Lindsay Rufus GOODE MM


GOODE, Lindsay Rufus

Service Number: SX8651
Enlisted: 12 July 1940
Last Rank: Sergeant
Last Unit: 2nd/48th Infantry Battalion
Born: Port Pirie, South Australia, 10 August 1913
Home Town: Malvern, Unley, South Australia
Schooling: Whyalla High School, South Australia
Occupation: Clerk
Died: Killed in action, Egypt, 31 October 1942, aged 29 years
Cemetery: El Alamein War Cemetery
Plot A2 Row C, Grave 26.
Memorials: Adelaide WW2 Wall of Remembrance, Australian War Memorial Roll of Honour, City of Port Pirie WW2 Memorial Gates, Port Pirie St Peters Congregation Honour Roll WW2, Wandearah East Broughton Plains Region War Memorial, Wandearah West Memorial and Flagpole
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World War 2 Service

12 Jul 1940: Enlisted Adelaide, SA
12 Jul 1940: Enlisted Australian Military Forces (Army WW2), Sergeant, SN SX8651, 2nd/48th Infantry Battalion
31 Oct 1942: Involvement Sergeant, SN SX8651, 2nd/48th Infantry Battalion
Date unknown: Involvement
Date unknown: Honoured Military Medal

'He Died for God and Country'

Lindsay was born on the 10th August, 1913 in Port Pirie on the coast of Spencer Gulf in SA. Pirie was one of the earliest ports established in the state, being known for its smelting, railway and port systems used to transport sheep from neighbouring farms. Lindsay’s parents were Samuel Mortimer James and Mary Jean Goode who lived to the south of Pirie in the agricultural town of Wandearah West. He had three siblings, Dorothy, Gordon and Charles.
He attended the local Whyalla High School. Post school Lindsay became a clerk and was also a member of the militia, where he rose to the rank of Corporal. At the same time, Lindsay was also studying Mercantile Law through the School of Mines and Industry. With war looming, in March, 1940, Lance and Marjorie Ernestine Arnold became engaged.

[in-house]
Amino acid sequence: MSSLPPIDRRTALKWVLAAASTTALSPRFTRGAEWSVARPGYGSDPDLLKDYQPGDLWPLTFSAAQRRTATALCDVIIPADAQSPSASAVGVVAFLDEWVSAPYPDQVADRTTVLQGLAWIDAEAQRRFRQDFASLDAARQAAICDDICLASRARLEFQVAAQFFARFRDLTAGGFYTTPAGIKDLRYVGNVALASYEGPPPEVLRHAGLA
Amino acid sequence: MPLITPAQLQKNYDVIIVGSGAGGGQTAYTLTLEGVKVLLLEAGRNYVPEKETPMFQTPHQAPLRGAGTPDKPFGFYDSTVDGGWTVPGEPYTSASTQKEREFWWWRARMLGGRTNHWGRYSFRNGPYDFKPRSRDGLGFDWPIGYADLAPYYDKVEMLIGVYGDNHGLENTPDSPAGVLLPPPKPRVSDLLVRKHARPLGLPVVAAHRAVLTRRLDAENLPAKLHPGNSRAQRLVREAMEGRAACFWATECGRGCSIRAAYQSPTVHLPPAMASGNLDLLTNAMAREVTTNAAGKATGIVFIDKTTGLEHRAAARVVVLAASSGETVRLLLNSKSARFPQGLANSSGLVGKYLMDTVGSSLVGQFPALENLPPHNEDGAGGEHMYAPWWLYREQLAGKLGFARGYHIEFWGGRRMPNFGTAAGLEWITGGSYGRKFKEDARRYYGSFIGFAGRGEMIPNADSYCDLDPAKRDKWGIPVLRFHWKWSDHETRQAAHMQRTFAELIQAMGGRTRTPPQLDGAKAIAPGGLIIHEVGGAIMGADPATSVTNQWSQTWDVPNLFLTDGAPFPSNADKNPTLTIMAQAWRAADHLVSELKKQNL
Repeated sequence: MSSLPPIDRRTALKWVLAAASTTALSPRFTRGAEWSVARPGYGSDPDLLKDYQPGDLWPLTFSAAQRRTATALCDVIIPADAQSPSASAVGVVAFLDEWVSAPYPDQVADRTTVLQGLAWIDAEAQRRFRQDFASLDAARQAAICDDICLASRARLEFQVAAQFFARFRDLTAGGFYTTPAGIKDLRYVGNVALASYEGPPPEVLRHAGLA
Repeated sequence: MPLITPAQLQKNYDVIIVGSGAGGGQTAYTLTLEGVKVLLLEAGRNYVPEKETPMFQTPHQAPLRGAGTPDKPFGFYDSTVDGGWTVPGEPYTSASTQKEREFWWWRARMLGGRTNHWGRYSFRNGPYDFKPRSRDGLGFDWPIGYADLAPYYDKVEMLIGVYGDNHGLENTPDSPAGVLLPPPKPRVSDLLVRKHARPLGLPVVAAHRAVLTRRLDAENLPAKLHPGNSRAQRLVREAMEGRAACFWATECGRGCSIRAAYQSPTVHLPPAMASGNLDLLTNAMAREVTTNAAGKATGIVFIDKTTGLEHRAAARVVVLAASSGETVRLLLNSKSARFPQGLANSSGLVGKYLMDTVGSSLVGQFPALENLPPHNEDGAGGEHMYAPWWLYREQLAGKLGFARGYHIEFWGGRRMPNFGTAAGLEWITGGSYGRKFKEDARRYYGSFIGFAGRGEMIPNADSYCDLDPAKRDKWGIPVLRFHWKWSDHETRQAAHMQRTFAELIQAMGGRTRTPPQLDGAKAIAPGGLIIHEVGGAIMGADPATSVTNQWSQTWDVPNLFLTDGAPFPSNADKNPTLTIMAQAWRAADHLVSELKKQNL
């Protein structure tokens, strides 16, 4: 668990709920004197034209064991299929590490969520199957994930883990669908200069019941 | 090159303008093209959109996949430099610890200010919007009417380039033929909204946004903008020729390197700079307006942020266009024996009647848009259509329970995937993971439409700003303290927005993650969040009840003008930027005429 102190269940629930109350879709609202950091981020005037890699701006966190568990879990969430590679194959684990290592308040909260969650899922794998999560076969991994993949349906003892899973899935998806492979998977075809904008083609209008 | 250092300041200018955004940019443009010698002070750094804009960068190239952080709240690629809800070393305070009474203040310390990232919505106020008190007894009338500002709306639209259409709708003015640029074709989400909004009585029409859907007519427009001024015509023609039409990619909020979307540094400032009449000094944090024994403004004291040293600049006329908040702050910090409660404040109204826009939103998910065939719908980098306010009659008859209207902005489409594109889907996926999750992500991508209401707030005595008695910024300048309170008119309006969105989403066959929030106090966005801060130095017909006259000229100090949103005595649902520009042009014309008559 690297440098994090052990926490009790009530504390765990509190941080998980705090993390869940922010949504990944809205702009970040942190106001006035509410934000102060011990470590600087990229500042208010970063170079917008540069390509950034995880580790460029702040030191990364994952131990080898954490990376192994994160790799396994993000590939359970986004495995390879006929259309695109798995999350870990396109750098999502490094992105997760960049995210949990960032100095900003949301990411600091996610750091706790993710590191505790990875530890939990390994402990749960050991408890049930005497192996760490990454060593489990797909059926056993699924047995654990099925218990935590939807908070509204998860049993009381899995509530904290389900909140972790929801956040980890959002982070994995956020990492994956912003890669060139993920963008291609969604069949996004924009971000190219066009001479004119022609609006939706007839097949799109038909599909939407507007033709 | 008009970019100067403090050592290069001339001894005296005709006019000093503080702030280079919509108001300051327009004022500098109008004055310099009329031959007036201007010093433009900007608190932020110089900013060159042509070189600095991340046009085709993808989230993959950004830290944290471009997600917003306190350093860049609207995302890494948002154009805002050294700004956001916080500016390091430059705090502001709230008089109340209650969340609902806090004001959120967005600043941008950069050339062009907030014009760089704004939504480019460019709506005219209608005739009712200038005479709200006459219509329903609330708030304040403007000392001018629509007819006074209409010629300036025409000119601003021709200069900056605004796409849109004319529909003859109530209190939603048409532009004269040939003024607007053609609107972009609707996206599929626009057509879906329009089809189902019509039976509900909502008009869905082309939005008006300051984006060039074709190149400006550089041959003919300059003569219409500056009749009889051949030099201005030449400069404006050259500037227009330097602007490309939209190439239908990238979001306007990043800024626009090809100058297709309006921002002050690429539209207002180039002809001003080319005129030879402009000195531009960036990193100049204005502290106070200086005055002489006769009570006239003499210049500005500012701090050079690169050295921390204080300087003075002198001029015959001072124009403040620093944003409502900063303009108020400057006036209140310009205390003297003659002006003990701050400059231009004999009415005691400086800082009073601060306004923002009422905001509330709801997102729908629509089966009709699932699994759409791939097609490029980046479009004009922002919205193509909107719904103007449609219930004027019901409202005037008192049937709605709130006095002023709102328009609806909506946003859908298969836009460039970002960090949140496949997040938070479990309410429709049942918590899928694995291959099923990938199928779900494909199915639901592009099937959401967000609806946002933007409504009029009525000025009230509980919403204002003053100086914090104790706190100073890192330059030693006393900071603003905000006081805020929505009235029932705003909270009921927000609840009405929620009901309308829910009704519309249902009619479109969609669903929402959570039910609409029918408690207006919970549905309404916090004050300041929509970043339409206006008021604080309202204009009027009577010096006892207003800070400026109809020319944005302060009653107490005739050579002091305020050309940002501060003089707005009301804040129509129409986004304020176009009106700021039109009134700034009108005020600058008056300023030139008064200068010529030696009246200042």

Two months later and just prior to his 27th birthday, Lindsay enlisted on the 18th June 1940. He was allocated the number SX8651 and initially assigned to the 2/3 Battalion before being allocated to the newly formed 2/48th Battalion. Initial days were spent in the cold of the Pavilions, now part of the Royal Adelaide Showgrounds before he and other new enlistees headed to Woodside for their preliminary training and his first promotion to A/Corporal. Pre-embarkation leave gave precious time to arrange his marriage to Marjorie in August ’40 At St. Matthew's Church, Marryatville. Lindsay chose his brother, Gordon as his best man.
Returning to the 2/48th the Battalion contingent then embarked on the Stratheden for the Middle East, on the 7th November 1940, arriving on the 19th December 1940 where his Battalion completed a few months training in Cyrenaica and his rank of Acting Corporal being officially confirmed. From there, Lance was soon on his way to serve in Tobruk, Syria and Egypt. By the start of April 1941, the 2/48th were in Tobruk where the dust, flies, heat, minimal water supplies and constant bombardment were quite a challenge to new enlistees. They were to become the famed Rats of Tobruk.
In the fierce fighting of April ’41 for Hill 209, a number of men were killed or wounded. In Tobruk to Tarakan written by John Glenn, that time is starkly recorded: ‘at the height of this engagement all communication between battalion headquarters and B Company ceased, the signal wire having been cut in a number of places by shell fire. When volunteers were called for from the signallers to go out and repair the damage Corporal Lindsay Goode and Private Peter Anderson volunteered to go forward. Noel Wall of the carrier platoon then drove them forward in a carrier for a part of the way, after which they were forced to crawl out and lay new wire with heavy shell fire and mortar fire exploding about them. Goode and Anderson were each awarded the Military Medal. These were the first awards to the battalion for gallantry, and with them the 2/48th had opened the account that was to make it the most decorated battalion in the Second A.I.F.’